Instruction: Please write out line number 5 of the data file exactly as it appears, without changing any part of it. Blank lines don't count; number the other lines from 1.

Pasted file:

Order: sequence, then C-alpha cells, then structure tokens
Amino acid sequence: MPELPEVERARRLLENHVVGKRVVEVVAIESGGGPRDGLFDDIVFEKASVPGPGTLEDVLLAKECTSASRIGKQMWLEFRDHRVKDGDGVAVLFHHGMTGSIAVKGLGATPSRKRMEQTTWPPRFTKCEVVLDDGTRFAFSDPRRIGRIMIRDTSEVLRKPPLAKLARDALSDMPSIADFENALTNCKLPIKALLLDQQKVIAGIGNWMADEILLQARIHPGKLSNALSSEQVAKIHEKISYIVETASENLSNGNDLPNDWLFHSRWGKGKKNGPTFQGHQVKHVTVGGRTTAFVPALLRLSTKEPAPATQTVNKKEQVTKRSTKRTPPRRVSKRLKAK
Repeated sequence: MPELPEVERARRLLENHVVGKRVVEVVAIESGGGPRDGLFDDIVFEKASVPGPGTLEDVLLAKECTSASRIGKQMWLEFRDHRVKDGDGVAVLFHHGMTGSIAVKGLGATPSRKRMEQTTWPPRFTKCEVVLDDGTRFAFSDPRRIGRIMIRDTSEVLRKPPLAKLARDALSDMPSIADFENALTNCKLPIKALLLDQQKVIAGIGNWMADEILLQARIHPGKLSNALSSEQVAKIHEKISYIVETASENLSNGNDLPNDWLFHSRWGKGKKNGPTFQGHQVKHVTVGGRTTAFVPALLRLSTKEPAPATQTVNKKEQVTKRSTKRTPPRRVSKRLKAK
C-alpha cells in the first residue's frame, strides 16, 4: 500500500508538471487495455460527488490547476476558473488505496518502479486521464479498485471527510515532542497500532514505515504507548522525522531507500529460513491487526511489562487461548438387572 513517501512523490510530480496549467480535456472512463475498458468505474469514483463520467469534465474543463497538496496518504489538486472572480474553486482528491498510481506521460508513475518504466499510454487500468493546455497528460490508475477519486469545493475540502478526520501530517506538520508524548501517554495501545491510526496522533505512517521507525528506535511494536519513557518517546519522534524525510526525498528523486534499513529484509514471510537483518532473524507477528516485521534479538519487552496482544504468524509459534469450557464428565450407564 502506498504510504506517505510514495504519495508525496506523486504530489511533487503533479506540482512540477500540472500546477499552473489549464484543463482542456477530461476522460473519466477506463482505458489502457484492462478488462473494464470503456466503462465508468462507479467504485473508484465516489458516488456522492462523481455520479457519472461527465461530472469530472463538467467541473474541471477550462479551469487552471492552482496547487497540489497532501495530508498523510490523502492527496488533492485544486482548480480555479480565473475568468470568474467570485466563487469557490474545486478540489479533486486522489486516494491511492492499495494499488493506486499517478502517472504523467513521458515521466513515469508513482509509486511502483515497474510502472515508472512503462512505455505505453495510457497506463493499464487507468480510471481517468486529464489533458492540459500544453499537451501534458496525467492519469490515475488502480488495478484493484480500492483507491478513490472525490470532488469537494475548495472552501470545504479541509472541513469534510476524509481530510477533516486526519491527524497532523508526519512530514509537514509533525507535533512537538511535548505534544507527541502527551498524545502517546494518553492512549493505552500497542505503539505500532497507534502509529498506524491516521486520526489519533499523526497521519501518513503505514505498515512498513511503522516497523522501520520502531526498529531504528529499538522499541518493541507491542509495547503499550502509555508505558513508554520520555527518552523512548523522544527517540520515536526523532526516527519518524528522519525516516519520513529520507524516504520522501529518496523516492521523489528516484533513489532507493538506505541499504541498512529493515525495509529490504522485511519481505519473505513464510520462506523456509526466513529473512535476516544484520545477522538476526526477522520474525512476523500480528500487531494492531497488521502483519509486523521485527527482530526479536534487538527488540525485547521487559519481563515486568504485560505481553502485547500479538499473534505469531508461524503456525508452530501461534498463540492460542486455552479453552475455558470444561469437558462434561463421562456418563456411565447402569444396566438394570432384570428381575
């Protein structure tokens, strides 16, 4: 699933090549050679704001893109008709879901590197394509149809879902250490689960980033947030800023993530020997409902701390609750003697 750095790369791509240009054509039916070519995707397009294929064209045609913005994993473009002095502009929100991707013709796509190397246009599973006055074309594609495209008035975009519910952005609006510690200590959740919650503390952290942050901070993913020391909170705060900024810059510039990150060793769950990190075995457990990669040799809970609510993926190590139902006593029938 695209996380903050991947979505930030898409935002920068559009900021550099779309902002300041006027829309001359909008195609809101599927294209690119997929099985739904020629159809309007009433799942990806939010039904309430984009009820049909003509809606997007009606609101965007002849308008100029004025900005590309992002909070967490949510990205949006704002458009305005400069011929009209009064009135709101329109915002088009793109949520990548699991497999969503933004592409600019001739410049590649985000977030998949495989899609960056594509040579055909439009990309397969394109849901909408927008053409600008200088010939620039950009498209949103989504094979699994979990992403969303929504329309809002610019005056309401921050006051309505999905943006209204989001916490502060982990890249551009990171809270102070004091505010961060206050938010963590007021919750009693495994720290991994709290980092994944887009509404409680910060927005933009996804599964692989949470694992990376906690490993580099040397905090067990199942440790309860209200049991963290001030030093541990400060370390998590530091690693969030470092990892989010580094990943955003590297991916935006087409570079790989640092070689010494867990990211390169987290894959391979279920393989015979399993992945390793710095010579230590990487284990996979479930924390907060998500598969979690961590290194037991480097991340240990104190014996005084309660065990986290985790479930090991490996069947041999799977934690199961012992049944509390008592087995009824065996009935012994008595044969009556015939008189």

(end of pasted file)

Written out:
């Protein structure tokens, strides 16, 4: 699933090549050679704001893109008709879901590197394509149809879902250490689960980033947030800023993530020997409902701390609750003697 750095790369791509240009054509039916070519995707397009294929064209045609913005994993473009002095502009929100991707013709796509190397246009599973006055074309594609495209008035975009519910952005609006510690200590959740919650503390952290942050901070993913020391909170705060900024810059510039990150060793769950990190075995457990990669040799809970609510993926190590139902006593029938 695209996380903050991947979505930030898409935002920068559009900021550099779309902002300041006027829309001359909008195609809101599927294209690119997929099985739904020629159809309007009433799942990806939010039904309430984009009820049909003509809606997007009606609101965007002849308008100029004025900005590309992002909070967490949510990205949006704002458009305005400069011929009209009064009135709101329109915002088009793109949520990548699991497999969503933004592409600019001739410049590649985000977030998949495989899609960056594509040579055909439009990309397969394109849901909408927008053409600008200088010939620039950009498209949103989504094979699994979990992403969303929504329309809002610019005056309401921050006051309505999905943006209204989001916490502060982990890249551009990171809270102070004091505010961060206050938010963590007021919750009693495994720290991994709290980092994944887009509404409680910060927005933009996804599964692989949470694992990376906690490993580099040397905090067990199942440790309860209200049991963290001030030093541990400060370390998590530091690693969030470092990892989010580094990943955003590297991916935006087409570079790989640092070689010494867990990211390169987290894959391979279920393989015979399993992945390793710095010579230590990487284990996979479930924390907060998500598969979690961590290194037991480097991340240990104190014996005084309660065990986290985790479930090991490996069947041999799977934690199961012992049944509390008592087995009824065996009935012994008595044969009556015939008189």